If you’re one of the many people in Florida who have the pleasure of owning and maintaining a hedgerow, or you’re a gardener with a fair share of woody plants on your plot, very few things can be as upsetting as watching your plants defoliate out of the blue. When you turn over the surviving leaves and discover waxy, mealy little things flying around and clinging to them, you know the trouble: Whiteflies have invaded. Two of the most common species out of the seventy-five in Florida are the focus whitefly and the spiraling whitefly. These voracious insects can strip a plant of its leaves rapidly, so what can you do to stop them?
Know the Signs
Yellow leaves are always alarming when you don’t expect them. If your leaves appear to be disfigured and have a waxy white buildup on the underside, or you see whiteflies themselves, you’ve got an issue. These creatures move in colony groups and reproduce rapidly. They can take over a whole vegetable garden before the month is out if left unchecked. They even leave behind excrement that quickly molds over and further poisons your plants.
New growth is especially vulnerable to whitefly incursion, so check buds and shoots that have just sprung out for signs of whitefly breeding. Some species also leave behind distinctive white spirals on plants they’re infesting as they feed and reproduce. Since whiteflies tend to prefer occupying the underside of leaves where the veins are easier to pierce and feed on, you’ll have to get down and do some inspection work if you suspect a whitefly presence.
Getting Rid of Whiteflies
Thankfully, once you notice the problem, you have several options to address it and protect your plants. Many populations of whiteflies have developed resistance to the most easily available commercial chemical products, but there are still methods to reduce their population and the damage to your plants. Grab the nearest handheld vacuum and suck up as many of the little beasts as you can. Lift the leaf to get at the ones underneath, too. When you’re finished getting as many as you can this way, don’t dump them in the bin. Shove ’em in a plastic bag and tie it tight before throwing them away.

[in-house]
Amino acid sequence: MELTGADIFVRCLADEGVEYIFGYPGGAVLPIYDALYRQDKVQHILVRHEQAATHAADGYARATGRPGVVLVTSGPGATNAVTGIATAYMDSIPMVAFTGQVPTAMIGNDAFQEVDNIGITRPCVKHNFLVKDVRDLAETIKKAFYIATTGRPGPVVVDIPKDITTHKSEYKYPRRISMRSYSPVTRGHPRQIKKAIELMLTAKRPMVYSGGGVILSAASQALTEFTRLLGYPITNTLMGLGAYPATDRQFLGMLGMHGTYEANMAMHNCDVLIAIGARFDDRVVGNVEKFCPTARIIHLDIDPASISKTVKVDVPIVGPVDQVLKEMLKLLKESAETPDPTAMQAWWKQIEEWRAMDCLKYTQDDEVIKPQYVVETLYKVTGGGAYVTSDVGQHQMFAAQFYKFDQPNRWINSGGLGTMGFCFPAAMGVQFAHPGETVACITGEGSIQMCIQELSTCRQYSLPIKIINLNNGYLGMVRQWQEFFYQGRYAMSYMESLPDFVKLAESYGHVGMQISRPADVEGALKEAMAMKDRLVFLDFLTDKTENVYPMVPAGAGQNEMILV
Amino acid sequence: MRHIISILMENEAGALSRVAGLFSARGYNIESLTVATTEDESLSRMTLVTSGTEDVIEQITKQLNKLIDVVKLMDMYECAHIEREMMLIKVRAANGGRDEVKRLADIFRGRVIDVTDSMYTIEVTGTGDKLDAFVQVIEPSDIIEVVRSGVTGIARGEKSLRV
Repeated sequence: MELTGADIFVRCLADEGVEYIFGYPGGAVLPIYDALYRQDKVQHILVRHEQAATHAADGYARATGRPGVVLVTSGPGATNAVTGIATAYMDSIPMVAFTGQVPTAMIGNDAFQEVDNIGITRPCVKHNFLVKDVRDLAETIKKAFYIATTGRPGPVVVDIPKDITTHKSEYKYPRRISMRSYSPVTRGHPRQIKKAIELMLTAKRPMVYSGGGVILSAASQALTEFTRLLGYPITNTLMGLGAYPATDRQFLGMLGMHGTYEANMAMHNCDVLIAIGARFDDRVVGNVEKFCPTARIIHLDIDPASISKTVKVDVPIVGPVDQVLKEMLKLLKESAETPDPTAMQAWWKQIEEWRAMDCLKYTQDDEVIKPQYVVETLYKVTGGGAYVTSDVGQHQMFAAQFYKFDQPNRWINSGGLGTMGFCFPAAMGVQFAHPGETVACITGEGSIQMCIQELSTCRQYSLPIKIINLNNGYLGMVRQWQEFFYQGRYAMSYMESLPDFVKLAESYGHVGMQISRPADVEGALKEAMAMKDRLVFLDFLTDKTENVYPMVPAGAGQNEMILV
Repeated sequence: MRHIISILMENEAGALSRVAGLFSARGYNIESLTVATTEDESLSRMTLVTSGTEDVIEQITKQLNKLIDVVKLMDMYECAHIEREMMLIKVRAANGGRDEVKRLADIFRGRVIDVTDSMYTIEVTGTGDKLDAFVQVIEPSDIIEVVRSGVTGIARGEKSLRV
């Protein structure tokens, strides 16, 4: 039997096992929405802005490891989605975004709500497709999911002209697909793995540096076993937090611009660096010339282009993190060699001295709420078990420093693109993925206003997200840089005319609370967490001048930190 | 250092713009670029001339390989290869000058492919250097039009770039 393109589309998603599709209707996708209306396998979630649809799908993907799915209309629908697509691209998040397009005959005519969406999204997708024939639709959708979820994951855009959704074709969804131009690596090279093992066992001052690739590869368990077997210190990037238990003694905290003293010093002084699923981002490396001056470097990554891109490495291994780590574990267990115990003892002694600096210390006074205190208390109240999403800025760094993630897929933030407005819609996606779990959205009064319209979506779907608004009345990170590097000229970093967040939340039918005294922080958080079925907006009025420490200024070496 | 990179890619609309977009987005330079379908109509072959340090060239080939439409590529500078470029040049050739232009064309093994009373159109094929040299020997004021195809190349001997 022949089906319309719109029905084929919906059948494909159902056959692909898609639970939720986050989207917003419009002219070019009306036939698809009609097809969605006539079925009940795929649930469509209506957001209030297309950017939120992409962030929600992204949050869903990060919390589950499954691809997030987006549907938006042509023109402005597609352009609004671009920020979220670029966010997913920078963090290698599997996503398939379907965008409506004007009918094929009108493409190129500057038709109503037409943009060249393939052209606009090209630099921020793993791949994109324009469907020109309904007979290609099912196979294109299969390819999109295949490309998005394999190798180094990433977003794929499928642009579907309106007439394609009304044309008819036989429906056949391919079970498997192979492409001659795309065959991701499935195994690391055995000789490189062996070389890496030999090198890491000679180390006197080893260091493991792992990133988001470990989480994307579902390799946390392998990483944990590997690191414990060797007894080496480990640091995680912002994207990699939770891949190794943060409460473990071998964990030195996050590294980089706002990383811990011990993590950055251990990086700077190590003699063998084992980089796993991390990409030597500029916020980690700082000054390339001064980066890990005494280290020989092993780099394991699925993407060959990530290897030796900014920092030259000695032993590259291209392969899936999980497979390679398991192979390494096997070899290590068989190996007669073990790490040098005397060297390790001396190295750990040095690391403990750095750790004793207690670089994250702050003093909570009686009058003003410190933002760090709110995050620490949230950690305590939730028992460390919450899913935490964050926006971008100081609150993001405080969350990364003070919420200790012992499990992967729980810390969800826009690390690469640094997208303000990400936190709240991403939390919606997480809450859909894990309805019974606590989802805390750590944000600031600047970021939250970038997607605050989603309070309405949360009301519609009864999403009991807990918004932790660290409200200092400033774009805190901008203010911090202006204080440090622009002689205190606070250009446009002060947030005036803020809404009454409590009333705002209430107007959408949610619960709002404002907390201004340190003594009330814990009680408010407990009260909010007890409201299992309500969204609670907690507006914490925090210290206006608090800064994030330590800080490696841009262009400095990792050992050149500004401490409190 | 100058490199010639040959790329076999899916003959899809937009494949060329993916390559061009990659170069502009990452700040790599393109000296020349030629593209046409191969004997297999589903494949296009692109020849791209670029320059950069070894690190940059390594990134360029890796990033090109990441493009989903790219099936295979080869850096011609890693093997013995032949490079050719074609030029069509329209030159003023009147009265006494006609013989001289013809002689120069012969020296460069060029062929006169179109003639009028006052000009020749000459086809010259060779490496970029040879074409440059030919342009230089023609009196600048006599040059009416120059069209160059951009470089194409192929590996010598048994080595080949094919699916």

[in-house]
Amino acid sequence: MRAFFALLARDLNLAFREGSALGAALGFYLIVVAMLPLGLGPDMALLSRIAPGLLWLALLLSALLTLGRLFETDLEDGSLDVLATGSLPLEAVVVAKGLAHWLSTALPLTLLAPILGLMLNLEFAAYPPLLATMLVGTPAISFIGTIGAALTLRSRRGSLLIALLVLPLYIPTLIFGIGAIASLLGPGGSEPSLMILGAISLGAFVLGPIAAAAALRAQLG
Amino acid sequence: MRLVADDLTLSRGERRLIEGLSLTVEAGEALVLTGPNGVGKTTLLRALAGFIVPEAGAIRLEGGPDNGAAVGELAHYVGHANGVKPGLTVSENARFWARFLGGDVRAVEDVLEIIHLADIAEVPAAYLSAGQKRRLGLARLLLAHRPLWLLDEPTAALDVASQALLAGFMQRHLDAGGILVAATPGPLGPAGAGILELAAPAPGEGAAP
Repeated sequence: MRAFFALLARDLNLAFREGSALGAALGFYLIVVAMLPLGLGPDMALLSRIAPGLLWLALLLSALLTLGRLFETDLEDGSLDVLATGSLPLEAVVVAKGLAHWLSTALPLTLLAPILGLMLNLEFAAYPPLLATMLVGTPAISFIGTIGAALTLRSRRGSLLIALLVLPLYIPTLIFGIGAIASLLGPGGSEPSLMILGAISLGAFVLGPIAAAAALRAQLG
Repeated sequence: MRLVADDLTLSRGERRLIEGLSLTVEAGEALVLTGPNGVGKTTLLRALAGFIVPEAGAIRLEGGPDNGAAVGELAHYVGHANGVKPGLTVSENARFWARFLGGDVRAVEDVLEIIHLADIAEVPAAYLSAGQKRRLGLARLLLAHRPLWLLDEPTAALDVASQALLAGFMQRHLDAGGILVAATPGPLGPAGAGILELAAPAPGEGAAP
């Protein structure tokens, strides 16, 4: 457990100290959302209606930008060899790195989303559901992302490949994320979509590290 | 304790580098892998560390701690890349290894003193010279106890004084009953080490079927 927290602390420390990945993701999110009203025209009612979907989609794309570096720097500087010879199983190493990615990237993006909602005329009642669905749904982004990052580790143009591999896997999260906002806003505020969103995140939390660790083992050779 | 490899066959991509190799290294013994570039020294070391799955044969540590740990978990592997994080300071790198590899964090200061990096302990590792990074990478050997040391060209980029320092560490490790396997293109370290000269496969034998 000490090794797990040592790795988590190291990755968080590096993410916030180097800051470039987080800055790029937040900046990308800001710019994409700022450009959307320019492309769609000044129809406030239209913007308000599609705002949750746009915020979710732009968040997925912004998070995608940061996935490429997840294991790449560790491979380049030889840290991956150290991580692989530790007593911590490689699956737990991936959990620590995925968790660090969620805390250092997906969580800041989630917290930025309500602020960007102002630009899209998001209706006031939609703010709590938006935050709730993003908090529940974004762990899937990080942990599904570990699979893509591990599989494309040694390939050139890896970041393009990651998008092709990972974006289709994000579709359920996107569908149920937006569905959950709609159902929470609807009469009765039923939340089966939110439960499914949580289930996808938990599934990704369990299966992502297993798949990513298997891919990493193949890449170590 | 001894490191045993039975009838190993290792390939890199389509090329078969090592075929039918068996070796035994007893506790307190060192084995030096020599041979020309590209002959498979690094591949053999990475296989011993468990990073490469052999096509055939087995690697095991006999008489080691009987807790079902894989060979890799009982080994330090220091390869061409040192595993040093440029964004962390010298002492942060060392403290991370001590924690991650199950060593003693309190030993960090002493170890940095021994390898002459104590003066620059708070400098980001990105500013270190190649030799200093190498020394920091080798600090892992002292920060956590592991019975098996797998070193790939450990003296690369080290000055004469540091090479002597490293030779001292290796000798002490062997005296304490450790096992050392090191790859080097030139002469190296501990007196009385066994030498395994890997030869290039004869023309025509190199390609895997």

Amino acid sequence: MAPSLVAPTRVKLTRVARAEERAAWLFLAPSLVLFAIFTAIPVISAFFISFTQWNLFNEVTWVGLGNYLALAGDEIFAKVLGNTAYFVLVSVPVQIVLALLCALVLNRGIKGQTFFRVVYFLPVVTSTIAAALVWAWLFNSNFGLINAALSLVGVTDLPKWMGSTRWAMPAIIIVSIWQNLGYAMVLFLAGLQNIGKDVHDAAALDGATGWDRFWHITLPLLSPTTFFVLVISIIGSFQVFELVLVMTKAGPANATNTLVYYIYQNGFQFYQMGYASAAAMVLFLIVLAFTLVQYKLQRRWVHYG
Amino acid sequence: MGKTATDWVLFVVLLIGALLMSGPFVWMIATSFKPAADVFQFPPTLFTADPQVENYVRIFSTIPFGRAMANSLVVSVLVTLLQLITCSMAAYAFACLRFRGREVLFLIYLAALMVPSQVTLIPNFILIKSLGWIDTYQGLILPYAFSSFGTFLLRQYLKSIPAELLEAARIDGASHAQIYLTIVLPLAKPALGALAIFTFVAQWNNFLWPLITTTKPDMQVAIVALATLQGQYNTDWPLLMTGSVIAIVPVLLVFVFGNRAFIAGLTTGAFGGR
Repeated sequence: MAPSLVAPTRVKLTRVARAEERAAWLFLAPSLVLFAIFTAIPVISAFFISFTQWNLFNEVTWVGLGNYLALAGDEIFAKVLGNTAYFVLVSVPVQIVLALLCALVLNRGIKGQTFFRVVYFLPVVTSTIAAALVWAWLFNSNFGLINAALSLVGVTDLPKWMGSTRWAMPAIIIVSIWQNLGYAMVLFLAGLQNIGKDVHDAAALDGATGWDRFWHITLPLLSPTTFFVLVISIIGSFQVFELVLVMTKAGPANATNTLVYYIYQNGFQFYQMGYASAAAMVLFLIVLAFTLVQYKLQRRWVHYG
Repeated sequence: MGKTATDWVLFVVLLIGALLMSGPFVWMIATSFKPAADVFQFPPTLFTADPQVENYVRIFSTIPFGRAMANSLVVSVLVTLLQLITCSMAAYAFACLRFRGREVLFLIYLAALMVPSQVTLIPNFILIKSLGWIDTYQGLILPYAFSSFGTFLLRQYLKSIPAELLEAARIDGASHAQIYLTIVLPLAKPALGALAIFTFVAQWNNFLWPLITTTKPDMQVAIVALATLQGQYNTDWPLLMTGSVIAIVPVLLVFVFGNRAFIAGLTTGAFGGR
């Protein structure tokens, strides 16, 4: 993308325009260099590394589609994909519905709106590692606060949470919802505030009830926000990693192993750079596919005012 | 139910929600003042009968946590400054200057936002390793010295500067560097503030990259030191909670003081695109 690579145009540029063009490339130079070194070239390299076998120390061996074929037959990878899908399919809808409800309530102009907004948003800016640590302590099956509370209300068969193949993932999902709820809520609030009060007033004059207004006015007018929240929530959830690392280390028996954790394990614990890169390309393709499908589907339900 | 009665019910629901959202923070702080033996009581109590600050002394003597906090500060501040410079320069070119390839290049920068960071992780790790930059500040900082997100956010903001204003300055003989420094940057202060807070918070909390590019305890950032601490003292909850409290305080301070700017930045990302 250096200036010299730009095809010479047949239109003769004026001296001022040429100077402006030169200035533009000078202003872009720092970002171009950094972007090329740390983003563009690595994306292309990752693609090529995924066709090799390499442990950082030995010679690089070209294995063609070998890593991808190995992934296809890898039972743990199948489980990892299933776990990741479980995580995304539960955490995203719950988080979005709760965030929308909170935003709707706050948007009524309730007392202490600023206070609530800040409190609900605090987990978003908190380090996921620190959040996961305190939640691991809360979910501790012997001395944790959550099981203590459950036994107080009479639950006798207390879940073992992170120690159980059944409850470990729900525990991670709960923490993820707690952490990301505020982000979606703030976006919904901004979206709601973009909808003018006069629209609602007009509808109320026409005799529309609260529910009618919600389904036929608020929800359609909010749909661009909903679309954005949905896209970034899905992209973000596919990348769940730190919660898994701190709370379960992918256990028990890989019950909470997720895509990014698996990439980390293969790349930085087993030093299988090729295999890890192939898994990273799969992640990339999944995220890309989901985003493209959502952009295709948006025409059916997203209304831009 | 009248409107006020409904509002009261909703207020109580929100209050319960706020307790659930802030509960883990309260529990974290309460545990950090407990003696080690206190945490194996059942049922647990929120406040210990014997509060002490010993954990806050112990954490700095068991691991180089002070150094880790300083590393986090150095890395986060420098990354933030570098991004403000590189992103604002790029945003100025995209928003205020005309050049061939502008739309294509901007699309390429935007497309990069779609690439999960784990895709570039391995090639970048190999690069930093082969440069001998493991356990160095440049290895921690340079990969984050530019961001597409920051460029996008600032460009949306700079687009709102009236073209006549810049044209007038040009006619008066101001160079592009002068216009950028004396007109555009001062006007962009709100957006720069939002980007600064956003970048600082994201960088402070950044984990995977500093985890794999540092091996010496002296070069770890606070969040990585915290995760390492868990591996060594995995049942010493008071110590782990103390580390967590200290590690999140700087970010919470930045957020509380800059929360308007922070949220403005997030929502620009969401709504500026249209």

Next, trim the most damaged leaves. If you don’t, the plant will waste resources on the damaged leaves, even though they’re already gone. Because these leaves may have eggs on them, put them in a plastic bag and tie it shut, too. To finish up, mix a tablespoon of dish soap with a gallon of water, pour the solution in a spray bottle and soak the leaves – Top and bottom. Get the stems, too. Every three or four days, eggs will hatch, so keep spraying every couple of days to get all the newborn whiteflies, too. Once you’ve dealt with the infestation as best, you can fertilize the soil to strengthen the plants and stay on top of them to keep your plants safe. Also, consider planting pest repelling plants such as basil, dill, or catnip.
If your plants are going downhill fast, though, bring in the pros. It can be hard to get the hang of cleaning off leaves and knowing how to get at all the hiding flies and their young, and keeping them gone after the first run is difficult. Don’t be afraid to ask for help on a very complex, challenging issue!